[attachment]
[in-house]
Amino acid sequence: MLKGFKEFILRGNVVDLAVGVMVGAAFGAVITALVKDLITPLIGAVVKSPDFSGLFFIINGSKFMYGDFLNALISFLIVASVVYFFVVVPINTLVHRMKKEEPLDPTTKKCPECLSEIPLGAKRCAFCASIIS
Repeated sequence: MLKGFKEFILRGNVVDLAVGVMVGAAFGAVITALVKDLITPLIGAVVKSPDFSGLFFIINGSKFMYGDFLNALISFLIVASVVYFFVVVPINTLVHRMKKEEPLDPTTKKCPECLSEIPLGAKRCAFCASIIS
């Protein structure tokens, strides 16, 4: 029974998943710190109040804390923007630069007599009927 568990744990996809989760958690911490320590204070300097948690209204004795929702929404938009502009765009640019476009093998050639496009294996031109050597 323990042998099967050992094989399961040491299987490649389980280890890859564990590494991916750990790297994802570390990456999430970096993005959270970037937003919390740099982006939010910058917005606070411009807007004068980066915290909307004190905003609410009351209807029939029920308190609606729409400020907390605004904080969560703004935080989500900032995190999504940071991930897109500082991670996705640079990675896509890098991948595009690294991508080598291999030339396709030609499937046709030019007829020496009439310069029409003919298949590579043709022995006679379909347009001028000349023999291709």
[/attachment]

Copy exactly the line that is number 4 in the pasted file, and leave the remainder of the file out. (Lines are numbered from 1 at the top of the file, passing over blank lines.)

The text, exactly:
């Protein structure tokens, strides 16, 4: 029974998943710190109040804390923007630069007599009927 568990744990996809989760958690911490320590204070300097948690209204004795929702929404938009502009765009640019476009093998050639496009294996031109050597 323990042998099967050992094989399961040491299987490649389980280890890859564990590494991916750990790297994802570390990456999430970096993005959270970037937003919390740099982006939010910058917005606070411009807007004068980066915290909307004190905003609410009351209807029939029920308190609606729409400020907390605004904080969560703004935080989500900032995190999504940071991930897109500082991670996705640079990675896509890098991948595009690294991508080598291999030339396709030609499937046709030019007829020496009439310069029409003919298949590579043709022995006679379909347009001028000349023999291709």